Rico ~ A Long Family Tradition

Today virtually every clarinet or saxophone performer has at one time or another performed with a Rico reed—and it all began in France with Joseph Rico in 1928. Rico, a talented musician born in Italy in 1876, ran away from seminary school to America with his brother Libereto.

RicoReedBoxJoseph was a harpist, pianist, and guitarist, and his brother played both the mandolin and the violin. As a result of their hard work, both musicians became quite well known in Chicago and New York. Joseph Rico started composing and conducting, and went on to Paris where he became a sought-after composer. His Valses lentes are still played today.

In 1926, Joseph’s nephew, Frank De Michele, a clarinetist with Walt Disney studios, wrote to him complaining about the difficulty of finding good reeds in Los Angeles. Joseph began sending reeds to his nephew, who was able to quickly sell them to his fellow musicians. Soon Joseph’s supplier couldn’t keep up with De Michele’s demand for the canes from which the reeds were cut.

The resourceful Joseph found another source of excellent reed cane near his vacation cottage in the Var region of France and sent the first shipment of 772 lb. to America in 1928. Having secured a reliable cane supply, De Michele started his own woodwind reed line, and with permission from his uncle, named it “Rico” in his honor. Soon thereafter, Frank De Michele found partners, including musician and engineer Roy J. Maier, and created a woodwind reed factory in the U.S. that bore the Rico name.

With his knowledge of superior playing technique and reed characteristics, Maier devised the first equipment to measure the details of a reed’s cut precisely. Maier’s legacy of ingenuity and attention to detail lives on in today’s Rico reeds, inspired by generations of the world’s top woodwind players.

Among the traditions maintained by Rico, even now all cane harvesting is done by hand. Clarinetists and saxophonists will be glad to know that Rico is in no hurry to produce playable reeds from harvested cane poles. Rico patiently allows the cane to mature, drying the poles thoroughly til they arrive at their golden color and gain the desired acoustic properties. Along with time-honored harvesting procedures, Rico also employs modern technology to ensure that all Rico reeds are properly cut. The reed-cutting machines are meticulously calibrated to produce uniform reeds of specific strengths and sizes.

At Rico, musicians are in charge of quality control, and they carefully monitor the reed-cutting machines adjusting calibration many times daily and randomly test-playing finished reeds from each of the machines. Millions of reeds—all of them—are inspected for imperfections, and only those that pass Rico’s rigorous quality-control standards are finally packaged and shipped.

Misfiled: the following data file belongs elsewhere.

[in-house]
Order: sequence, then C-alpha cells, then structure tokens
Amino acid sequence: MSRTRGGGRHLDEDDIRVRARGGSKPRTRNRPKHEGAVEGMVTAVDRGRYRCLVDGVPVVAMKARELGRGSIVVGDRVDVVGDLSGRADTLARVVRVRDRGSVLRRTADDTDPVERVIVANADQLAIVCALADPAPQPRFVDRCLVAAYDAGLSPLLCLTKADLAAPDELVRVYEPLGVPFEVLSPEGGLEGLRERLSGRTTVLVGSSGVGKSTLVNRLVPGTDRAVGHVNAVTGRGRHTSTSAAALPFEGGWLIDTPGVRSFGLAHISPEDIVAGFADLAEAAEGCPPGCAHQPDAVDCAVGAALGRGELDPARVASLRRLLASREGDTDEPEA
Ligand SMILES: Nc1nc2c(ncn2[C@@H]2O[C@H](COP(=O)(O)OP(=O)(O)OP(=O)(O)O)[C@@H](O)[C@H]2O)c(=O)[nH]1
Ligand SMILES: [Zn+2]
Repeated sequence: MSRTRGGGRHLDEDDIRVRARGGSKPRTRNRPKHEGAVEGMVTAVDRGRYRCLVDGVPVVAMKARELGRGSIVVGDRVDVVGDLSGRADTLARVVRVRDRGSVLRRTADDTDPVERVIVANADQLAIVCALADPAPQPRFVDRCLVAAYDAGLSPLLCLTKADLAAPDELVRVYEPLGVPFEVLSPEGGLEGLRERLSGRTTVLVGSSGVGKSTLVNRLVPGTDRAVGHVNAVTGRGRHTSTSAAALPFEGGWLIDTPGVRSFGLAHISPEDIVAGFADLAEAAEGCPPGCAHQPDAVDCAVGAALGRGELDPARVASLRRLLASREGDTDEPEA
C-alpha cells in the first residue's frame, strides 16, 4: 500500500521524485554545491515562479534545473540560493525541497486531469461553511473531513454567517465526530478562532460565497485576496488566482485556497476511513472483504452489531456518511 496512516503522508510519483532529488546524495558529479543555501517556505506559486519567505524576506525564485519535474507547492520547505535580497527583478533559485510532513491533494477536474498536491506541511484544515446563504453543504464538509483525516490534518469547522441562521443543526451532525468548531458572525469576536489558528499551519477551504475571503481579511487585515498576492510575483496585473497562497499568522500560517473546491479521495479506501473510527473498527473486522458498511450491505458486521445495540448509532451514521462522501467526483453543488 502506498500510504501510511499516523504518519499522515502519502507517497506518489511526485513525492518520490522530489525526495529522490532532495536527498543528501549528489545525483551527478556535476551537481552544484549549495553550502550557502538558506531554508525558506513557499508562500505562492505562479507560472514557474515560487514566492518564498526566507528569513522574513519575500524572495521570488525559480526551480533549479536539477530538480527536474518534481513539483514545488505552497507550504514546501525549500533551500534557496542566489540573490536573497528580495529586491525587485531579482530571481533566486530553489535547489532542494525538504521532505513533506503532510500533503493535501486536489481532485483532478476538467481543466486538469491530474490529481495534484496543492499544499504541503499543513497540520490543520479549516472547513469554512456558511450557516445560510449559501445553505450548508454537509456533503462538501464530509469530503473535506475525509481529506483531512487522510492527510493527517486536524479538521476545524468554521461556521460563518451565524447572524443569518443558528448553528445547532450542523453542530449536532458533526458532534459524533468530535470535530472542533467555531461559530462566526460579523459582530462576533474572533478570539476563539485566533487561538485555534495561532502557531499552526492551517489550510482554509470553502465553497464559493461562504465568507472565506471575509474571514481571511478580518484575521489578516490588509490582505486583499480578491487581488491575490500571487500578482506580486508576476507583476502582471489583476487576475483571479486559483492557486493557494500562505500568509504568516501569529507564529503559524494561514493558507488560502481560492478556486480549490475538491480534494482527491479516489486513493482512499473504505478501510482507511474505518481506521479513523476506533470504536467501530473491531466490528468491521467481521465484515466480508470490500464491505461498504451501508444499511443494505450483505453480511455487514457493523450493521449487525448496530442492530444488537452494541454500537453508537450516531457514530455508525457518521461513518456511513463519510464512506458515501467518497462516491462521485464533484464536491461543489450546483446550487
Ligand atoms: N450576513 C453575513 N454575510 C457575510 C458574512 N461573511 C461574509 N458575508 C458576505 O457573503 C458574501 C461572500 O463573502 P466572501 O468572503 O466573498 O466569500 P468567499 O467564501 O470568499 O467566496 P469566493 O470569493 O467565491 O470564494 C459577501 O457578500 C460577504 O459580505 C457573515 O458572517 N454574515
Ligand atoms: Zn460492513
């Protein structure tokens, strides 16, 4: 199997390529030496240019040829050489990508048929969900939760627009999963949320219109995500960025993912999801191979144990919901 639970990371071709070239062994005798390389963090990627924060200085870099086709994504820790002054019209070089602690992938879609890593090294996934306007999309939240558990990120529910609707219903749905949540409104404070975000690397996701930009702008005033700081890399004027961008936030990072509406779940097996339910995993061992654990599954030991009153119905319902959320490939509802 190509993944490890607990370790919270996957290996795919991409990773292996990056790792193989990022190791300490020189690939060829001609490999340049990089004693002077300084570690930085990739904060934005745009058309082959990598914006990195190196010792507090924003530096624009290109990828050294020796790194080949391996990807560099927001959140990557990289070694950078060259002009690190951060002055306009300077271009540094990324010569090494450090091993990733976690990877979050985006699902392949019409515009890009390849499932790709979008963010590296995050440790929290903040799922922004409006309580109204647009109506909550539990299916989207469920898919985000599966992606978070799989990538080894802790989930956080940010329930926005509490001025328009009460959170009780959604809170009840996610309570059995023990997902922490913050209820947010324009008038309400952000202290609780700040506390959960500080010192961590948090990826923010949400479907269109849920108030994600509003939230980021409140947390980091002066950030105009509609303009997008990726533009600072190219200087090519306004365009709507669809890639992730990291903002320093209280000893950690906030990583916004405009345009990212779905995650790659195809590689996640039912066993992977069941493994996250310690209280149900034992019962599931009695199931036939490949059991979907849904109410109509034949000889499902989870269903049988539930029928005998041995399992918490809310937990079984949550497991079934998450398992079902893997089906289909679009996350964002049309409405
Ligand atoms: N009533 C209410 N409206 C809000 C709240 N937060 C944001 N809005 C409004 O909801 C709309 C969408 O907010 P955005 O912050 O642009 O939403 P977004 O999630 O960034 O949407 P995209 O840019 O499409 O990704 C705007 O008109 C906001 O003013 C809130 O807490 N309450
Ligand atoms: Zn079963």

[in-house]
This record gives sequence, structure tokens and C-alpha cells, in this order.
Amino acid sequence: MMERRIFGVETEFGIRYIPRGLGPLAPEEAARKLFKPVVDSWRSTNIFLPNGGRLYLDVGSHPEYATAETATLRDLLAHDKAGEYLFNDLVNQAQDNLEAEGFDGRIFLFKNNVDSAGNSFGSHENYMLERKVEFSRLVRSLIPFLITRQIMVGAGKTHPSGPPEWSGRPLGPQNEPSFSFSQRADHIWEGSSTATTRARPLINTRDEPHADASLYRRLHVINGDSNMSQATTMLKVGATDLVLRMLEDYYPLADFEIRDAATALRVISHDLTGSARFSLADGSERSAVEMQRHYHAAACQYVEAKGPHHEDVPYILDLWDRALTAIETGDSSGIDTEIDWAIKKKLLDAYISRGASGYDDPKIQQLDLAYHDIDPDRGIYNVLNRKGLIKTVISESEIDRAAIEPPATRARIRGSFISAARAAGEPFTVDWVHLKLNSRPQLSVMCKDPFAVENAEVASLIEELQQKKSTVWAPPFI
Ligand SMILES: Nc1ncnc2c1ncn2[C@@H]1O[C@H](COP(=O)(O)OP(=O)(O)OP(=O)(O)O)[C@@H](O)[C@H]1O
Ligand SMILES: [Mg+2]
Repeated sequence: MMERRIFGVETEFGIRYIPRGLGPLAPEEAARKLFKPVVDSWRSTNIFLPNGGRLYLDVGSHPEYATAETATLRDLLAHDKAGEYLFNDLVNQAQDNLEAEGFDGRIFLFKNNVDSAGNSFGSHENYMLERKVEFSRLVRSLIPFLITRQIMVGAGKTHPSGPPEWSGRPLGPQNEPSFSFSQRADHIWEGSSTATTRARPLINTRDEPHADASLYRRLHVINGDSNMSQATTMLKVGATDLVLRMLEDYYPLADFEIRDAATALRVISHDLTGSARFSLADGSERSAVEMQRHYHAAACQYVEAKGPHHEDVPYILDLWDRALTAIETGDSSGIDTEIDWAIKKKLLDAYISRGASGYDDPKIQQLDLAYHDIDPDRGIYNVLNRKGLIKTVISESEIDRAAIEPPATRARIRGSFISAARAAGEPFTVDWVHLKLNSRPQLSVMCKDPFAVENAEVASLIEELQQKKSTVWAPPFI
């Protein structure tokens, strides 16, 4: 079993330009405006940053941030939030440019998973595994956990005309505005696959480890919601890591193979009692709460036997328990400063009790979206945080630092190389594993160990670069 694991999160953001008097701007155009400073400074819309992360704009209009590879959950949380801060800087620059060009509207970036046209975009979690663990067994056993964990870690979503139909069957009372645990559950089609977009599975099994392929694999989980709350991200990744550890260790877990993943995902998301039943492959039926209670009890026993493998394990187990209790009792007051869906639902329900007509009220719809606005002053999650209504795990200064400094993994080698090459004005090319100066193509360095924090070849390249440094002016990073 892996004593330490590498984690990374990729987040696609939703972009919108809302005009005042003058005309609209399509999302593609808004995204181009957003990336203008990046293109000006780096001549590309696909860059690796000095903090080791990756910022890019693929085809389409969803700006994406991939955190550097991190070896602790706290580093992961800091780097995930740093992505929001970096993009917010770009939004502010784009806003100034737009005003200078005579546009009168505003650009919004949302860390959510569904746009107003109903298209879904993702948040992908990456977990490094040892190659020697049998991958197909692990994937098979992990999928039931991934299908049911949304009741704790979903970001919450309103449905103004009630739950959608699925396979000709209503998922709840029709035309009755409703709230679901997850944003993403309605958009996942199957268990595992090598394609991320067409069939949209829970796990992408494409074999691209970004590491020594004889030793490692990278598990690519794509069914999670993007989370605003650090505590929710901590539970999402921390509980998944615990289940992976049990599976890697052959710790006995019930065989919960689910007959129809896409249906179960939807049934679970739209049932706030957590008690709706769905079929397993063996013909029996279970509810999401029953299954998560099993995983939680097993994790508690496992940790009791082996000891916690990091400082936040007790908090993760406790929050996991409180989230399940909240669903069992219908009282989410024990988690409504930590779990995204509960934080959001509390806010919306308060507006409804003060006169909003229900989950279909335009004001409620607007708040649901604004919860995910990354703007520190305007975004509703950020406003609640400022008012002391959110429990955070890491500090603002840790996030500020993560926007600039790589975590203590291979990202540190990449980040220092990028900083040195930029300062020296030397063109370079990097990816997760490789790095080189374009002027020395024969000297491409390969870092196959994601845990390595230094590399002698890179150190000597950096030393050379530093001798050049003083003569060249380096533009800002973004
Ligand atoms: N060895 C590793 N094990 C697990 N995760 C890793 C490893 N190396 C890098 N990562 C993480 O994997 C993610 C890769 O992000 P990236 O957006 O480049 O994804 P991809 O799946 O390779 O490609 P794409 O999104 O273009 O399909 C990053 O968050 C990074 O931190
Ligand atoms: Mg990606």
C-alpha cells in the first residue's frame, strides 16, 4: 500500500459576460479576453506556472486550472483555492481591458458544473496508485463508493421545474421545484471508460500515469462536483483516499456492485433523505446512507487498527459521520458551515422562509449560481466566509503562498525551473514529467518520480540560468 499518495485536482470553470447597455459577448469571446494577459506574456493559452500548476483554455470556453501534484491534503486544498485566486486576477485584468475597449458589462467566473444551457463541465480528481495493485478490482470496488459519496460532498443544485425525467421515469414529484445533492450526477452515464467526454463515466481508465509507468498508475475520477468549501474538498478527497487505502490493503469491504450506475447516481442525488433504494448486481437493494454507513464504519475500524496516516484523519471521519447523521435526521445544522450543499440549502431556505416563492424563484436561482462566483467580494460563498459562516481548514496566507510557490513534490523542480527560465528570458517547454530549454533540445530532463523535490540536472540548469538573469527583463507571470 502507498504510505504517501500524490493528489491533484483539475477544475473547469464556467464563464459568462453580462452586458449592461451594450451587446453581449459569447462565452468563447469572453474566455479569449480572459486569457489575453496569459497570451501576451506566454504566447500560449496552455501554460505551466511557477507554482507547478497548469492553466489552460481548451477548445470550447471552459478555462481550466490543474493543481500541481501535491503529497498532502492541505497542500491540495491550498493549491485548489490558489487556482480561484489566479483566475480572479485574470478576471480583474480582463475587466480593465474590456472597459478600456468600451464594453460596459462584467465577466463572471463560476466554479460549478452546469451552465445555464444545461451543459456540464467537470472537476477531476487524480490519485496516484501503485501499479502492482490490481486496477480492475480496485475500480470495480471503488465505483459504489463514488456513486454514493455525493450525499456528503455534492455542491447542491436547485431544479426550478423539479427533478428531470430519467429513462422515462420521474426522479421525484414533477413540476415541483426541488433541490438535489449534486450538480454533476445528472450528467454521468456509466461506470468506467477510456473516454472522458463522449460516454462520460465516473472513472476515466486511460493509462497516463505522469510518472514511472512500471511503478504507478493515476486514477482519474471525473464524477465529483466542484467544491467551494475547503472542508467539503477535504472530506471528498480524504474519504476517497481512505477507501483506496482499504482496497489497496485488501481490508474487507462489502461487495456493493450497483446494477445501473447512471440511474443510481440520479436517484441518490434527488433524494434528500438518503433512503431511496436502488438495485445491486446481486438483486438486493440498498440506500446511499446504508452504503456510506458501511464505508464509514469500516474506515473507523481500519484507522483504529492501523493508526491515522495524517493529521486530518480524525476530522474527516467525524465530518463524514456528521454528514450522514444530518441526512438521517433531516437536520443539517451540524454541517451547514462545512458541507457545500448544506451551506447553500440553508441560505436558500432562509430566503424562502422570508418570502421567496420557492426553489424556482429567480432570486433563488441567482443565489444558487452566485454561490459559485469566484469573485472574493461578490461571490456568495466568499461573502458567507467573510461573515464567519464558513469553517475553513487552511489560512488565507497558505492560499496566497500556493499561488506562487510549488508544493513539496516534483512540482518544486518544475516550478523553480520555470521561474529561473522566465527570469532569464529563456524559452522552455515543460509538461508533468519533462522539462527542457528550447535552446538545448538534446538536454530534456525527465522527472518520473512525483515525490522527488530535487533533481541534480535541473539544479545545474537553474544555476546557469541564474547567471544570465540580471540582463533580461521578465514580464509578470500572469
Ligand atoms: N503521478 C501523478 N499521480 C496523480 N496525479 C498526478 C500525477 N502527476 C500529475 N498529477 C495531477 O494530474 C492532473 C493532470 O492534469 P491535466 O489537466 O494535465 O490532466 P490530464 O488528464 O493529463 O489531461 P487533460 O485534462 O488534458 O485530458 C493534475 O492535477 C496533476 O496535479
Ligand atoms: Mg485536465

At Rico’s state-of-the-art reed research center, agronomists, scientists, and musicians produce top-quality reeds, including Rico Reserve Premium Reeds for clarinet and saxophone. Since its inception over 80 years ago, Rico has expanded to offer reed lines for professional to beginner musicians and classical to jazz performers:

-Designed for ease of play
-Unfiled for powerful tone
-Priced affordably for students
-Available for a full range of clarinets and saxophones
-Offered in quantities of 3 and 10 reeds and the 25 Novapak reed dispenser

Rico Royal:
-French filed for flexibility and fast response
-Work well for classical and jazz applications
-Premium cane for consistent response

Rico Reserve:
-Crafted from high-density lower-internode cane
-Sorted by color video inspection
-Accurately measured with optical lasers
-Cut with precision natural-diamond blades for consistency

Grand Concert Select:
-More wood in the heart for better projection
-Premium cane for longevity
-Outstanding articulation and response

Frederick L. Hemke:
-Professional-quality for classical and jazz performers
-Shorter vamp for dark tone
-Balanced, slightly thinner tip for quick response and articulation

La Voz:
-Unfiled reed for powerful tone
-Premium cane for consistent response
-Available in soft to hard strengths

-Coated with plastic to resist changes in moisture and climate
-Coating provides durable, clear tone

Rico Select Jazz:
-Huge sound with powerful projection
-Premium cane for longevity

About Gandalfe

Just an itinerant saxophonist trying to find life between the changes. I have retired from the Corps of Engineers and Microsoft. I am an admin on the Woodwind Forum, run the Seattle Solid GOLD Big Band (formerly the Microsoft Jumpin' Jive Orchestra) a GOLD sax quartet, and enjoy time with family and friends.
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